White balance is the cornerstone of color management. Although most modern digital cameras have excellent auto white balance nothing compares to customizing your camera’s white balance manually.
Before demystifying the process of white balancing your camera manually it is important to understand the fundamentals of what white balancing is; and its importance in creating superlative images. White balance first introduce was first introduced to us when video cameras replaced movie (film) cameras . Since the vidicon tube and eventually the CCD and CMOS chips are electronic they require a reference point for color.
The positive primary colors are Red, Green and Blue; when equal amounts are combined (see RGB Spectrum diagram) they create white. Negative primary colors are Cyan, Magenta and Yellow, which when combined make black (CMYK). With digital cameras capturing RGB file information you can see why white is the reference point. The white point is used to adjust and render specific colors – particularly neutral colors – correctly; hence, the general method is sometimes called gray balance, neutral balance, or white balance. Color balance changes the overall mixture of all colors in an image.
Before digital cameras were introduced, we used emulsion based films not sensors to capture images. There are only two types of film, positive and negative. Yes, photography is algebraically based! Both produced first in black and white and then color. Most people are unaware, but positive color film (slide film) goes through two development stages; and, although it is a color film, after the first development is completed the film looks like a black and white negative.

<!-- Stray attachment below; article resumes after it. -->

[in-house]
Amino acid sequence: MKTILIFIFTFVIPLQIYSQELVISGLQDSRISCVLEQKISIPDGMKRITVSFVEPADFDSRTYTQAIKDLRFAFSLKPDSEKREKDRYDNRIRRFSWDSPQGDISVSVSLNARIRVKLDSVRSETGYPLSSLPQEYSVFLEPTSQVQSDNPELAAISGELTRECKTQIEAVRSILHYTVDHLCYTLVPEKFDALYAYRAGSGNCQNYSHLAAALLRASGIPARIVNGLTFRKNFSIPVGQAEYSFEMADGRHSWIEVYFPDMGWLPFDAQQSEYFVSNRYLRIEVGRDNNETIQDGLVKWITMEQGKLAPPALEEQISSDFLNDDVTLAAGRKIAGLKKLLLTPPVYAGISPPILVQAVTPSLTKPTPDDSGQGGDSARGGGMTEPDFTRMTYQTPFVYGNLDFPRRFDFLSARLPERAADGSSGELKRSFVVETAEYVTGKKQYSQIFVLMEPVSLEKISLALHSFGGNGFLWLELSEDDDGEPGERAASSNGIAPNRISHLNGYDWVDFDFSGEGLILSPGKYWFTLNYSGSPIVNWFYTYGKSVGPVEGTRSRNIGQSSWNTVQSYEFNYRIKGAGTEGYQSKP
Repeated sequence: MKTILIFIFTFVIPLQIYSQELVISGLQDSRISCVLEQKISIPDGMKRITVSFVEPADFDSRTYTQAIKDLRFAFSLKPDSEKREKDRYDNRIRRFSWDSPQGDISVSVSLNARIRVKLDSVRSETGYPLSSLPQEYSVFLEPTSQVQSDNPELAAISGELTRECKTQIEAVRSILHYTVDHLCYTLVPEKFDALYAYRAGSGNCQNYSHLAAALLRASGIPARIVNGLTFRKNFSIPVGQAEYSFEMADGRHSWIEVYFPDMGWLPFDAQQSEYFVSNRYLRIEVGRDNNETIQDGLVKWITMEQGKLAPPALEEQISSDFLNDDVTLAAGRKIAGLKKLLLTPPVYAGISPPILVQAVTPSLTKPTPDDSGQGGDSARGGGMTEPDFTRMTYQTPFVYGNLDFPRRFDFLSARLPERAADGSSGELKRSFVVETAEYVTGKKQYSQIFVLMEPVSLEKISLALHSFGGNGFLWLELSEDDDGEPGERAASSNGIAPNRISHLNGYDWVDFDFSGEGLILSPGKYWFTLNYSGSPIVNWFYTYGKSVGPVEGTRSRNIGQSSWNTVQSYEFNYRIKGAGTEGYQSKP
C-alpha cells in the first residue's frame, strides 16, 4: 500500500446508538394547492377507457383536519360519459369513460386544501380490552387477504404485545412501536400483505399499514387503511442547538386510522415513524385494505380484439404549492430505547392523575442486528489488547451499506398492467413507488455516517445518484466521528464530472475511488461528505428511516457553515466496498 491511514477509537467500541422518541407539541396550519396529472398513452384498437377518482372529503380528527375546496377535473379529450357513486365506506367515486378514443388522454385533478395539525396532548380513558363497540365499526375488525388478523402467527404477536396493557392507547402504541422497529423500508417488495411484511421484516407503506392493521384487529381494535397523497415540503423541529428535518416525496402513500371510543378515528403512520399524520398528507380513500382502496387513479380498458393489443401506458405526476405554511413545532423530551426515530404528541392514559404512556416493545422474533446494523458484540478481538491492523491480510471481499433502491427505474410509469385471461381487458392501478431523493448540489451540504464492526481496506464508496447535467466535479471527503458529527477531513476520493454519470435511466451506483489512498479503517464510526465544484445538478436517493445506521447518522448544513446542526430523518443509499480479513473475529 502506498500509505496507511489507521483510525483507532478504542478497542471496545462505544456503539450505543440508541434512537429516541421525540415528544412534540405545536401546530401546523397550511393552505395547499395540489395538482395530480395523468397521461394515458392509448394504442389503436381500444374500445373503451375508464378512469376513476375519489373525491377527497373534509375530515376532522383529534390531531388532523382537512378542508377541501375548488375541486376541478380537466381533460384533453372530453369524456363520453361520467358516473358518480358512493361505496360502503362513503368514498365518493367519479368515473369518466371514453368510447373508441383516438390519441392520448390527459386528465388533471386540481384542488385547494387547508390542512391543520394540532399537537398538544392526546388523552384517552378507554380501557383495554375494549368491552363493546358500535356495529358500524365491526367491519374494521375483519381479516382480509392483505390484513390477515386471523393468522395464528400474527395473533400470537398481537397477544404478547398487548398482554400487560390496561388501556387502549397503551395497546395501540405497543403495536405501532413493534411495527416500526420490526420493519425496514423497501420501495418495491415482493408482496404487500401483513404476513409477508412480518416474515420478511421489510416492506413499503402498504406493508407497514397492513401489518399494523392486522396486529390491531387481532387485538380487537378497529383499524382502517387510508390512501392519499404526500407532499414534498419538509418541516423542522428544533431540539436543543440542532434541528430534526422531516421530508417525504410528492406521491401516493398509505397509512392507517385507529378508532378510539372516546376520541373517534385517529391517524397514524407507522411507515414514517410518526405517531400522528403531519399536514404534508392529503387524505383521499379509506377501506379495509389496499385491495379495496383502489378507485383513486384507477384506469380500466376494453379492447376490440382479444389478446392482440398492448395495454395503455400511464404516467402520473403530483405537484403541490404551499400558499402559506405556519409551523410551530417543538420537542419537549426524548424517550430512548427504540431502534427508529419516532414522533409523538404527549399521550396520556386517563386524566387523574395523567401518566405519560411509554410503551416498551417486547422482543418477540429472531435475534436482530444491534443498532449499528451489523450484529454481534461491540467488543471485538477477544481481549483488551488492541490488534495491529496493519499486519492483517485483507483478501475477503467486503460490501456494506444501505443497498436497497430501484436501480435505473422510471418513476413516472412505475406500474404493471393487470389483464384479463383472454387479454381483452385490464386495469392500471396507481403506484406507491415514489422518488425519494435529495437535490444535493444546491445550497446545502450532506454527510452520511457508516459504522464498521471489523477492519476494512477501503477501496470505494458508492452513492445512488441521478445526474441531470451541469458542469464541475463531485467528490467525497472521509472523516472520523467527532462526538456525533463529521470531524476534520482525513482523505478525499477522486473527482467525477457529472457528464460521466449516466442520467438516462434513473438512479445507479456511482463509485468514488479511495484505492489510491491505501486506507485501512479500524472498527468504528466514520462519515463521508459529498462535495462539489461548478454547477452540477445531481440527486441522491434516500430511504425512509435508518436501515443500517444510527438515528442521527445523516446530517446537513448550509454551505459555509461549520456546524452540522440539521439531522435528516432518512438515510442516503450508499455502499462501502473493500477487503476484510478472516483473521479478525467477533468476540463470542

Light Balancing Correction Filters
Unlike most of today’s cameras that are programmed to do the thinking for you; photographers used to rely on film type for for light sensitivity (ISO/ASA) and color management that was far more complex than today as your choice was film balanced for either daylight (5500 degrees kelvin) or tungsten light (3200 degrees Kelvin). This means if the film you were exposing doesn’t match the type of light you are using you would have to correct the color by placing a filter over your light source or your lens.
When shooting daylight film with a florescent light source you need either a purple FL-W or FL-D florescent conversion filter. This will correct the nasty green cast of florescent lights; and can be used to turn an otherwise gray sunset an exciting violet. If you were shooting tungsten film with florescent light you would use an FL-B filter.
So, how do you white balance? Obviously in today’s world we can correct color temperature quite easily with the proper image editing software, and with the use of a Promaster White Balance Lens Cap Filter. Like any other white balancing filter it is much easier to use than you would think. Simply place the filter on your lens in place of the lens cap and aim the camera to the area you are going to be photographing and fire the shutter.
Now select your camera’s setting to Custom White Balance and select the image you created with the filter and click ok. Remove the lens cap and begin exposing images with great color balance!